King Tides are naturally occurring phenomena that occur once or twice each year due to the gravitational alignment of the earth, moon, and sun. The moon and the sun align while at the closest position relative to the earth, exerting an extreme gravitational pull. This results in the largest high and low tides of the year. In California, King Tides took place from November 15-16 and December 13-15, 2020 along the coast and there will be another particularly high tide north of the Point of Conception on January 11th and 12th. In California, scientists predict that our daily high tides will match those of our King Tidal events today within the coming decades.
What is so incredible about these tides is that they can show how imperative climate adaptation planning is, and give real tangible examples of how these extreme tides are going to become our average daily tides with rising seas. They can also give scientists, coastal community members, decision makers, and policy makers a glimpse as to what a future of sea level rise will look like. Visualizing a future of sea level rise can be difficult and determining specific areas that will be impacted by flooding or coastal erosion is a tough task. King Tides allow for many people to witness first-hand what rising seas will do to coastal communities.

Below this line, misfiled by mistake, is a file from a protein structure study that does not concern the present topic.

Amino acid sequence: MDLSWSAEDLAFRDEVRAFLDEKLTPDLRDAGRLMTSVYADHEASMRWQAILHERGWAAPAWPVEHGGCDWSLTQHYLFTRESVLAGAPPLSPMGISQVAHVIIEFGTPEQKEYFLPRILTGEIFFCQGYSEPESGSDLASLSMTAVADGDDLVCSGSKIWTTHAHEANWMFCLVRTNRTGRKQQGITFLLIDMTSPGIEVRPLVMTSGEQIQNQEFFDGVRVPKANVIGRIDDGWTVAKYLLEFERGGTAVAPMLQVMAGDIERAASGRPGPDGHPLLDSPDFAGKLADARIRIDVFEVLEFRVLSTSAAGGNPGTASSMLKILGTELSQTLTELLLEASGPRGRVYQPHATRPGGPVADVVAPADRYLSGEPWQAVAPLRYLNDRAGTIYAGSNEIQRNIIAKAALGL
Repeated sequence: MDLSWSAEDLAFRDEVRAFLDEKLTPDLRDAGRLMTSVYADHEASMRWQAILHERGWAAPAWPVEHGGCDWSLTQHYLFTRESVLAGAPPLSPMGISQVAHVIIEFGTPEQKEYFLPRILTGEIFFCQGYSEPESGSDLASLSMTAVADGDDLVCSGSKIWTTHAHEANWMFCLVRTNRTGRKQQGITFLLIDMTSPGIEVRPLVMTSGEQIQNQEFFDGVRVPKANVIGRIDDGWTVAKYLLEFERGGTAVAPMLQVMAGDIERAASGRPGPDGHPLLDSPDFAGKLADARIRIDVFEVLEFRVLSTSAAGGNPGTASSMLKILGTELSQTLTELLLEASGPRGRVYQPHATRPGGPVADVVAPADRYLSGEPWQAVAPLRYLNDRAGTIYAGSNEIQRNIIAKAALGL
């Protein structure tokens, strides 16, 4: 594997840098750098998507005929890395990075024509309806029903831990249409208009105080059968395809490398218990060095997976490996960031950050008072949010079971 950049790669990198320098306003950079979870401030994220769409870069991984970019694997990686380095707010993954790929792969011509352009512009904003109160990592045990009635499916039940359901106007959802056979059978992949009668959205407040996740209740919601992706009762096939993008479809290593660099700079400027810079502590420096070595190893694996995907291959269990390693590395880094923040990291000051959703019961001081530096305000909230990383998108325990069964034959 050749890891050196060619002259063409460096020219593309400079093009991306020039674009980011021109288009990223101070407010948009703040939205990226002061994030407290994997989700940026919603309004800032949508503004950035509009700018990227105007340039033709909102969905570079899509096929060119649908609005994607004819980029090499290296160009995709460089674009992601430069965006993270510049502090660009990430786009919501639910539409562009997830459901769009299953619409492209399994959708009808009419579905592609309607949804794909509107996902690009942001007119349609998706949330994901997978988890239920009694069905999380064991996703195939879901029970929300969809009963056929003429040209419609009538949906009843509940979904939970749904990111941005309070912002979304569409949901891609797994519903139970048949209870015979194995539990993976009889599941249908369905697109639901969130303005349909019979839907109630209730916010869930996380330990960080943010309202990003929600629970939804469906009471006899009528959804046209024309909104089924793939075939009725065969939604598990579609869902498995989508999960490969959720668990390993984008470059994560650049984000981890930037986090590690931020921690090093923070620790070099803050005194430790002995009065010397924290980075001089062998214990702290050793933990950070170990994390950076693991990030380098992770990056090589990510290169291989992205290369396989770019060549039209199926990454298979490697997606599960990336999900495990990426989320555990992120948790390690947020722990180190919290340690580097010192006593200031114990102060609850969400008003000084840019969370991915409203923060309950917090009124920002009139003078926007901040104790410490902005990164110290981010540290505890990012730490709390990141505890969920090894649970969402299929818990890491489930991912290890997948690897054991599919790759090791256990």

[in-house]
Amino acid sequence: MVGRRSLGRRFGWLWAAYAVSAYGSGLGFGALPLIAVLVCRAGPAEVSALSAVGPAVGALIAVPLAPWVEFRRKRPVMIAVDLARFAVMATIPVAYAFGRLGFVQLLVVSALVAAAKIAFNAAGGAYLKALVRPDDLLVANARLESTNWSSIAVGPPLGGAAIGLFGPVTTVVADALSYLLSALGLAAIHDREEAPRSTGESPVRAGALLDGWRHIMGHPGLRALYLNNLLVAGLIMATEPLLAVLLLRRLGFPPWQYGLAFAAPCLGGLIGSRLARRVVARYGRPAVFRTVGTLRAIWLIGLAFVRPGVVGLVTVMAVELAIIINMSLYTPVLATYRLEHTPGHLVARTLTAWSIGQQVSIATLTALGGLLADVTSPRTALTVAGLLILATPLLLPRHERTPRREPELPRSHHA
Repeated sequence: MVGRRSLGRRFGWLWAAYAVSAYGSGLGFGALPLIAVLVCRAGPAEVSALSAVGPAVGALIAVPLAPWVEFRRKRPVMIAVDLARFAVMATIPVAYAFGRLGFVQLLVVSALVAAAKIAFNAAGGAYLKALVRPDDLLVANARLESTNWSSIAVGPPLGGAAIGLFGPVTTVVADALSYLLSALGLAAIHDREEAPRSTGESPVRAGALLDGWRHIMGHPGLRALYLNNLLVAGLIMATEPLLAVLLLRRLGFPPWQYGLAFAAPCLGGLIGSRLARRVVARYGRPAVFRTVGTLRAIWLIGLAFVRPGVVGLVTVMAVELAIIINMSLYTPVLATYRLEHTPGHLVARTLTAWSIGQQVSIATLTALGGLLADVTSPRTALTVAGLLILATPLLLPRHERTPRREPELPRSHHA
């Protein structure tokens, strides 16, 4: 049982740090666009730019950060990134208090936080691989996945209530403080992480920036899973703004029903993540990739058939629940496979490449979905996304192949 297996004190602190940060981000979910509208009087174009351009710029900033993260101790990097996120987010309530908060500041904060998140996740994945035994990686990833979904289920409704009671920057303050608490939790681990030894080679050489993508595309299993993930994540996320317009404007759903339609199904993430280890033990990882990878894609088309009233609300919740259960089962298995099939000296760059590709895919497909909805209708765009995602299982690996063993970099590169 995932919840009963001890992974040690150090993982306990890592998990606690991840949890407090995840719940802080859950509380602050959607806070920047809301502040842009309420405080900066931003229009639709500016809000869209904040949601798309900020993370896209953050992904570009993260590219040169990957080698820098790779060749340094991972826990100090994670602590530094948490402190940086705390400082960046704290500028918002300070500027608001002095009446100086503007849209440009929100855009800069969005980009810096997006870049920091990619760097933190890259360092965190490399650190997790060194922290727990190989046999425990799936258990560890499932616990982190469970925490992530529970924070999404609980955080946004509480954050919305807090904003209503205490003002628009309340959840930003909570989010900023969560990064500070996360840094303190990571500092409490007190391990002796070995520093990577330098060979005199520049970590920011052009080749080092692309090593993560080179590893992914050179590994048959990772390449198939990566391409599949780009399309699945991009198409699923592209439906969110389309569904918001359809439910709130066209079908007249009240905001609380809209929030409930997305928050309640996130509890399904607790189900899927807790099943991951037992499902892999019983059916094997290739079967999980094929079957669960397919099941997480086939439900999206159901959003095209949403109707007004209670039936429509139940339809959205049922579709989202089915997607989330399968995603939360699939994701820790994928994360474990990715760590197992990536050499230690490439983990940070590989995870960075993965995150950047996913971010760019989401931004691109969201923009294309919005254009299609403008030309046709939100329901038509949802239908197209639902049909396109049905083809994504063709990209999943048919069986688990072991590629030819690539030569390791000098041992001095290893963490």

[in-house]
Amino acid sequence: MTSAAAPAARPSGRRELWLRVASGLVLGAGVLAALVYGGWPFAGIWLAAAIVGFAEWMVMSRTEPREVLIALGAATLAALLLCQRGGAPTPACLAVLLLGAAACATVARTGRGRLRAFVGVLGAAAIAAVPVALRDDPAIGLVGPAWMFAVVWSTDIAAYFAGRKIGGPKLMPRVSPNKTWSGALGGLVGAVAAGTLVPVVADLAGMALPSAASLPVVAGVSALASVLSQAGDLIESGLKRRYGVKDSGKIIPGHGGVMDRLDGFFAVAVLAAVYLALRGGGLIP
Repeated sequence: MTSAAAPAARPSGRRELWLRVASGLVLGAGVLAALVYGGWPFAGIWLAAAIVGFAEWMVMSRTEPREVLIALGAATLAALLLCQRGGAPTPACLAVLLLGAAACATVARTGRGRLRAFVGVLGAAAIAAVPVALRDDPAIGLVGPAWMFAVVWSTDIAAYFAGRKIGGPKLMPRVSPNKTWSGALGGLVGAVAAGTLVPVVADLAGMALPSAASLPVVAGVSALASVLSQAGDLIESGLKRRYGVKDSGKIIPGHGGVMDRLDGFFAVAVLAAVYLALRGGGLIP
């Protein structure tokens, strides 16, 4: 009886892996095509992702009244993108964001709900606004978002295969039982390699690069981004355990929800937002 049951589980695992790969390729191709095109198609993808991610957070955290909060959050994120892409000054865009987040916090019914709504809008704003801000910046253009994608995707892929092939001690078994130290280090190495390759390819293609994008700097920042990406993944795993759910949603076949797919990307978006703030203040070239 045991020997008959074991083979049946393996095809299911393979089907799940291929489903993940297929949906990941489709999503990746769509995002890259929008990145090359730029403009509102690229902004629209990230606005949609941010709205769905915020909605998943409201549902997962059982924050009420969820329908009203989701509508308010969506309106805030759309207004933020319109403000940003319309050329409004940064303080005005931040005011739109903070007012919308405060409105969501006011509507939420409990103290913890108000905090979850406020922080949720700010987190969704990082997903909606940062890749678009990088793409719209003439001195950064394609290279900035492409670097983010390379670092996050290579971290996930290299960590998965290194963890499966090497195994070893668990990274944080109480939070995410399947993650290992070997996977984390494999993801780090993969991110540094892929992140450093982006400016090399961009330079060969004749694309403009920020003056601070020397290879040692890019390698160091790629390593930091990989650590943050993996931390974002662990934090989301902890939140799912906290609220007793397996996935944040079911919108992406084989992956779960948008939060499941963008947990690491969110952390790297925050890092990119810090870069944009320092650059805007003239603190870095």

Photos submitted to the King Tides Project for 2020-2021 have already shown the vast differences in how these King Tides have impacted California’s diverse shoreline. The photos show that seawalls and hard armoring of our coasts allows little space for rising tides, and sand dunes or open space can better accommodate for these unusually large tides. Scientists, government agencies, and decision makers can use these photos to better understand and prepare for a future of sea level rise. If you would like to participate in the project and you are located north of the Point of Conception on January 11th or 12th, snapping a photo and uploading it to the California King Tides Project Website can help California plan for a future of sea level rise.
These tides show how imperative it is to start implementing adaptation strategies now, with precautions such as buffering shorelines with native vegetation, improving building codes, retrofitting or relocating vulnerable roads and buildings, and much more. Californians can plan for climate change impacts today by getting involved in local programs and campaigns, such as the King Tides Project by the Coastal Commission, restoration and improvement of coastal wetlands that can be used as a buffer zone for sea level rise, and demanding action on climate change from elected officials.